Japanese-American relations provide a warning against focusing on racial differences between great powers. As I detail in my 2017 book, during the decades before the Second World War, Japan was — like China today — a rising power that wanted to be recognized as a fully equal member of the great power club. Several crises eventually convinced Japanese elites that they faced an impenetrable racial barrier to acceptance. Many of these involved the treatment of Japanese immigrants. For instance, in 1906, the San Francisco Board of Education decreed that Japanese students would be segregated from white students; in 1913, California prohibited Japanese from owning land in the state; in 1924, the U.S. Congress prohibited Japanese immigration altogether.

Such actions — combined with narratives about the “Yellow Peril” flowing from Western capitals since the late 19th century — made Tokyo anxious enough about racial discrimination in world politics that Japan insisted on including a “racial equality clause” in the League of Nations charter. That effort failed, which underlined Japanese worries that racial prejudice would keep them out of the great power club.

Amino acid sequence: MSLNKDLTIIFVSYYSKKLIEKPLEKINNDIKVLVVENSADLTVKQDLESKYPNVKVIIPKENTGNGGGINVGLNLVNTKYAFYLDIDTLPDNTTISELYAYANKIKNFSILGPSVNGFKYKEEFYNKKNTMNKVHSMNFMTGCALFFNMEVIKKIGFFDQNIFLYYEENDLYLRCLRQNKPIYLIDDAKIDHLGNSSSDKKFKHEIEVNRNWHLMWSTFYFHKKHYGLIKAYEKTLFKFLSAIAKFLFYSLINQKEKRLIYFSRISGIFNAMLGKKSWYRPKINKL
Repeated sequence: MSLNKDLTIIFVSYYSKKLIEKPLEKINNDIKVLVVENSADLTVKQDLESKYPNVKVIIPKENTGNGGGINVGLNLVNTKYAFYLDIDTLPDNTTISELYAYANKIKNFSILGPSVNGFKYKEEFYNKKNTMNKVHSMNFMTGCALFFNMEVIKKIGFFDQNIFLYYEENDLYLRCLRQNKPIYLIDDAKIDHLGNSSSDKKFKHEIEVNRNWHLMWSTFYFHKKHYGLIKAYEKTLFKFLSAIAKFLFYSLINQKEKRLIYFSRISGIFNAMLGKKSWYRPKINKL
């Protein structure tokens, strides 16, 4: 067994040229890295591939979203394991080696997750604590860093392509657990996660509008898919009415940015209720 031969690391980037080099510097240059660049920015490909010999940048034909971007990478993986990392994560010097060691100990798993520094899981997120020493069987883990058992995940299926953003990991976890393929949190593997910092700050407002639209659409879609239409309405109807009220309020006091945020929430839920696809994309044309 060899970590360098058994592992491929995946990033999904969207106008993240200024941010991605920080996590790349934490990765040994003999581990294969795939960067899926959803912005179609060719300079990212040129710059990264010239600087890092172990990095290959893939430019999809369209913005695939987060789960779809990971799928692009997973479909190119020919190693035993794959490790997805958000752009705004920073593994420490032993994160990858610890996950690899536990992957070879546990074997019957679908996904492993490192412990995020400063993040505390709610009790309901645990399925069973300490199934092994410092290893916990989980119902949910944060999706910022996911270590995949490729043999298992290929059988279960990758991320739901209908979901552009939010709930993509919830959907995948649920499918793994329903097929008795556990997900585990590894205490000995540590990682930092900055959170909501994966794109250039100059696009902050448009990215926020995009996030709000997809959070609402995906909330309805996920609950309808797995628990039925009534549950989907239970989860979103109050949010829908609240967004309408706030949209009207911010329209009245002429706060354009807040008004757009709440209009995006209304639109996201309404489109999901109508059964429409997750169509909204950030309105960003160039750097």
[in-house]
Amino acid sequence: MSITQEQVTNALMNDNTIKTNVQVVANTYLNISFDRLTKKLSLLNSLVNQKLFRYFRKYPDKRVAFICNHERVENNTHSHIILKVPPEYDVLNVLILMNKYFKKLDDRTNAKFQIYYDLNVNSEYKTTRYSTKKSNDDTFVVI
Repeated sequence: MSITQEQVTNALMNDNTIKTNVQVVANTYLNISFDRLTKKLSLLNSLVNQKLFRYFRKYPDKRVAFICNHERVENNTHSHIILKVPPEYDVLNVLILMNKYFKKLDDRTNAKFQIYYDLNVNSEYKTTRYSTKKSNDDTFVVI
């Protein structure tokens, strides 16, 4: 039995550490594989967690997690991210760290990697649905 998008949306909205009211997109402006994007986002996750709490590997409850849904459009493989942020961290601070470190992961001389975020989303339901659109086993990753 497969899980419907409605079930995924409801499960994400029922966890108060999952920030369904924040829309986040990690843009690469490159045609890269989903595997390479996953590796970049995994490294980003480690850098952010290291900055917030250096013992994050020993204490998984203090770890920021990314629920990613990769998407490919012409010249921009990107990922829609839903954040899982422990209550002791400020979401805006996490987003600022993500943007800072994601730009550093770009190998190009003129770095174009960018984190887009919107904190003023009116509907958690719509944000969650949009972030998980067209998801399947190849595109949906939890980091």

In September 1931, the League of Nations condemned Tokyo’s invasion of the Chinese province of Manchuria. Japan — primed to see Western powers as racially discriminatory — interpreted this as further evidence that the interwar order was rigged against it. This ultimately drove Tokyo to withdraw from the League in 1933 and strengthened hard-liners in ways that made Japanese foreign policy more confrontational — and more dangerous to U.S. interests and allies. The story ended with a war fought especially viciously (on both sides) in part because of the racial animosity that had developed earlier.

Will the United States take the same attitude toward China?